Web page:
These 100 discs (spread over four boxed sets of 25 discs) tell the story of jazz from 1898 to 1959. At only 42 for each set of 25, one could be forgiven for thinking that sound and presentation would be below par, but think again. The discs are housed within the boxes in individual card sleeves as is the norm these days in hefty sets. The boxes themselves are well-made with flip-top lids. With each set is an index to all 100 discs and a 200 page booklet giving tracklistings, personnel details, recording dates and locations and a brief guide to each of the 25 discs within that particular box.

The CDs themselves are in strict chronological order from disc 1 to 100 but still seem to flow remarkably well. Never has there been a set like this, despite the fact that we might have dreamed of it! Yes, the set finishes at 1959, but it seems a good a place to finish as any, meaning that everything up to and including free jazz is included (and going beyond this is impossible with the copyright laws as they are).

All of the artists you expect are represented with both their masterpieces and a few lesser known tracks - some are real rarities. But also, even during the 1950s CDs, there are a vast variety of jazz performers this jazz lover was unaware of, meaning that there is something here for novices and collectors alike. The nice thing about having the unknowns or forgottens included is that this is a chance to sample their work and seek out what else these performers have to offer.

As an example, I am currently listening to disc 11 which covers Sept 1937 to Sept 1938. The artists on this disc are Django Reinhardt, Billie Holiday, Duke Ellington, Eddie South, Chick Webb, Art Tatum, Louis Armstrong, Benny Goodman, Lionel Hampton, Count Basie, Slim & Slam, Ella Fitzgerald, Herman Chittison, Artie Shaw and Andy Kirk. Some line up, eh? What's more, the sound on all the discs is superb (even on the early stuff, this has never sounded so good).

To sum up then, this is beautiful, thought-provoking and often moving product. How many hours the guys behind this product must have spent putting this together in unfathomable. Recommended to all jazz lovers. And once you have bought 1 of the 4 boxes, you won't be able to wait long before getting the rest. A great Christmas present, too!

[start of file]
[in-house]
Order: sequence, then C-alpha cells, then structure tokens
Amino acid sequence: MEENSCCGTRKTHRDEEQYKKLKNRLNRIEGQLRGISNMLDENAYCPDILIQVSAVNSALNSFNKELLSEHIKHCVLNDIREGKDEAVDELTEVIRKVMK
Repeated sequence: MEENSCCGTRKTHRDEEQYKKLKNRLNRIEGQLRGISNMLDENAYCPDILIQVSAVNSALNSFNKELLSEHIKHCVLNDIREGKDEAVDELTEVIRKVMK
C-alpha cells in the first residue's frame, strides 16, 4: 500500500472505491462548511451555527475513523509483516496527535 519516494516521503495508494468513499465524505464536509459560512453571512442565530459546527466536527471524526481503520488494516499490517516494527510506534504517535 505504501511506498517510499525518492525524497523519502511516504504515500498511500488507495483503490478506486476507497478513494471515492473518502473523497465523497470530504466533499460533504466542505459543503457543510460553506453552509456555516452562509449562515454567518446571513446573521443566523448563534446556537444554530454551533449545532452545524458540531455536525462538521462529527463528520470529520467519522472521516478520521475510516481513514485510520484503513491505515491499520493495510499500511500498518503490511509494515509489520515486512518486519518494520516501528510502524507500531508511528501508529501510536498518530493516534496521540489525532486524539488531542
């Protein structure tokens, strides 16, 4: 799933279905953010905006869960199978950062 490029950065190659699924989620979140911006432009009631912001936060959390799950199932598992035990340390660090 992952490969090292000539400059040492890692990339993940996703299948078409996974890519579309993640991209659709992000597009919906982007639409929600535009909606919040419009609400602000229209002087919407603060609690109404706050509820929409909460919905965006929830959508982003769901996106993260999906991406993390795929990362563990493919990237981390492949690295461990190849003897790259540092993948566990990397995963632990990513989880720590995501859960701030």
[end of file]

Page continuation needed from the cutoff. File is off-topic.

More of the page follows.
Best Of The BBC Vaults
Best Of The BBC Vaults
Price: 14.93

36 of 36 people found the following review helpful
4.0 out of 5 stars Not quite as rare as you might think, 16 Sep 2010
This review is from: Best Of The BBC Vaults (Audio CD)
This CD/DVD package contains 2 and a half hours of video footage along with highlights from the video footage on CD. While any "new" Ella material is to be welcomed, the material here isn't quite the archive discovery that it made out to be.

Four shows are contained on the DVD. The first is Ella Fitzgerald Swings, the rarest of the four shows. The quality of picture and sound here is remarkable from a 1965 television recording, although the digital artifacts and the rather ragged editing between songs is a little bit disappointing. The show lasts about 25 minutes and, to my knowledge, has not been shown on television for many years, but this is really the only rare 25 minutes on the DVD.

The second show is Ella Fitzgerald Sings, which appears to have been recorded on the same day as Ella Fitzgerald Swings. Picture quality isn't so hot, but still of good quality. However, this show is well known to Ella fans, and was shown on TV back in 1996 as a tribute to Ella just after her passing, and has since been shown regularly on BBC4. Considering the work Ella was to do with Duke Ellington over the next couple of years, these two shows are a bit of a let down. Ella sings (and swings) well, but the overall effect is a little bland as a viewing experience, with Ella toning down the huskiness and soulfulness which aided her work with Ellington.

The Ronnie Scotts show from 1974 was also shown in 1996, although I'm not sure whether it has reappeared since. The quality here is better than on its 1996 showing on TV. This set of dates at Ronnie Scotts seems to over-rated. While Ella is entertaining, she is not in good voice and her appearance is rather dishevelled as well. This is a far more jazz-orientated set than either of the 1965 programmes, however.

The final show is from Montreux 1977 - and has been available on DVD separately for some considerable time. This is a different edit, however, with different camera angles etc and voiceover narration by Humphrey Lyttleton. The picture quality is quite a bit better than the other DVD version. Ella is in much better form here than at Ronnie Scotts, and looks much healthier too. Of the four programmes this is probably the best.

So, three programmes new to DVD here, then - something which we must be thankful for, but hardly the result of a raiding of the archives!
Comment Comment (1) | Permalink | Most recent comment: Oct 3, 2010 8:22 PM BST

Broadway & Hollywood
Broadway & Hollywood
Price: 12.90

3.0 out of 5 stars Ok, but nothing special, 31 Mar 2010